A mere 7,450 of the wealthiest estates in the country could receive an average tax break of $1.1 million in 2013, while over 13 million low-income families could see their tax burden increase by $1,000 or more, if proposals by the GOP were to go into effect, according to the Center On Budget and Policy Priorities. The legislation, drawn up by Senate Republicans and already passed by House Republicans, would preserve through next year a cut to the estate tax that was enacted in the December 2010 tax deal. Meanwhile, it would allow expansions of the Earned Income Tax Credit and the Child Tax Credit passed in that same deal to expire.
As the CBPP noted today, the asymmetry in who would and would not benefit from these proposals, and by how much, is striking:
Relative to the 2009 estate-tax parameters, the estate-tax break enacted at the end of 2010 benefits only the heirs of estates that have assets in excess of $3.5 million for an individual and $7 million for a couple.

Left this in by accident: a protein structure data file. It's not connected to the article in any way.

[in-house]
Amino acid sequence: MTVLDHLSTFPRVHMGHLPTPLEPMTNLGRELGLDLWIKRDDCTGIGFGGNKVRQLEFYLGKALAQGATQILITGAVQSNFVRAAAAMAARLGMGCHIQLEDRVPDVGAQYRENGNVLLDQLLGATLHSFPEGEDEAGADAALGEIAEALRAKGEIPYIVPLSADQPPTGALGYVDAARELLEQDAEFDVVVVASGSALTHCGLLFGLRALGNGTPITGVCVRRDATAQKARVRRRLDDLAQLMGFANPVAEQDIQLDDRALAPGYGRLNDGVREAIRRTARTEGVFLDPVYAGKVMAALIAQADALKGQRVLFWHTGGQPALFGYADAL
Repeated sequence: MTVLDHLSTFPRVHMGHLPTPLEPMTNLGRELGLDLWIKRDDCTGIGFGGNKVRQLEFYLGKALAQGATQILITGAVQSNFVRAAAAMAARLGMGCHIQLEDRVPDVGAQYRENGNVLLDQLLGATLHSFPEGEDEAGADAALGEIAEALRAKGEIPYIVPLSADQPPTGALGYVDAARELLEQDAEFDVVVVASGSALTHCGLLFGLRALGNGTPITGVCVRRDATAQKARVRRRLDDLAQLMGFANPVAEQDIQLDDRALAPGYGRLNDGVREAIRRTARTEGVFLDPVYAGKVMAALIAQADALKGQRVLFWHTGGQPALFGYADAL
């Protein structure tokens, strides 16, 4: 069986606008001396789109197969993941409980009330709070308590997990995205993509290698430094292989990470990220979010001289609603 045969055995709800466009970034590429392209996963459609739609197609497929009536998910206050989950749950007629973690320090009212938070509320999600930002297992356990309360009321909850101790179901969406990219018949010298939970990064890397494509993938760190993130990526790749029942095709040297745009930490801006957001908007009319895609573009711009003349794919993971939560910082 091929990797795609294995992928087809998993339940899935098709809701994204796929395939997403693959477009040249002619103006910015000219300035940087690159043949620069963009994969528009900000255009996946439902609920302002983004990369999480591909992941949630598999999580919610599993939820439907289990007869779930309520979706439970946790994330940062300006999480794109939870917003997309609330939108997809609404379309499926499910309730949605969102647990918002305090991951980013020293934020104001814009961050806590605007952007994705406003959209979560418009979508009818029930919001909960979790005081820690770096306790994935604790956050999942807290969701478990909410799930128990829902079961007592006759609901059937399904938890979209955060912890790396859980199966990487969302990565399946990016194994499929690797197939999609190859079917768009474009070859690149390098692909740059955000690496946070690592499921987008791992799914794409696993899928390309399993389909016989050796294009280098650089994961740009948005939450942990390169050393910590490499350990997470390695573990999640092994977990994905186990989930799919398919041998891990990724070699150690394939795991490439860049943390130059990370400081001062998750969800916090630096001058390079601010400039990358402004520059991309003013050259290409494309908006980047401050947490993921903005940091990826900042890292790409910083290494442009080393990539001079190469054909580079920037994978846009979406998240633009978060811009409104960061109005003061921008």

For the estates that receive it, the estate-tax break enacted in 2010 is worth an average of $1.1 million per estate, relative to the 2009 parameters, according to the Tax Policy Center. […]
For many lower-income working families, the impact of losing the tax-credit improvements would be substantial. For instance, a married couple with three children that has earnings at the estimated poverty line for 2013 ($27,713 for a family of that size) will receive $1,934 less in combined CTC and EITC benefits next year if policymakers let the improvements expire. Similarly, a single mother with two children working full time at the minimum wage — and earning about $14,000 — will receive a CTC of just $173 in 2013 instead of $1,725.
The cost of continuing the EITC and CTC through 2013 comes out to $3.4 billion and $7.6 billion respectively, for a total of $11 billion. The cost of the estate tax cut for its original two year period was $23 billion, suggesting an extension for another year would roughly equal the cost of extending the tax credits.
In short, the Republicans are proposing to recoup new revenue by raising taxes on 13 million American families, while losing roughly the same amount of revenue in order to give a minute, rarified group of the wealthiest Americans another year of enormous tax cuts.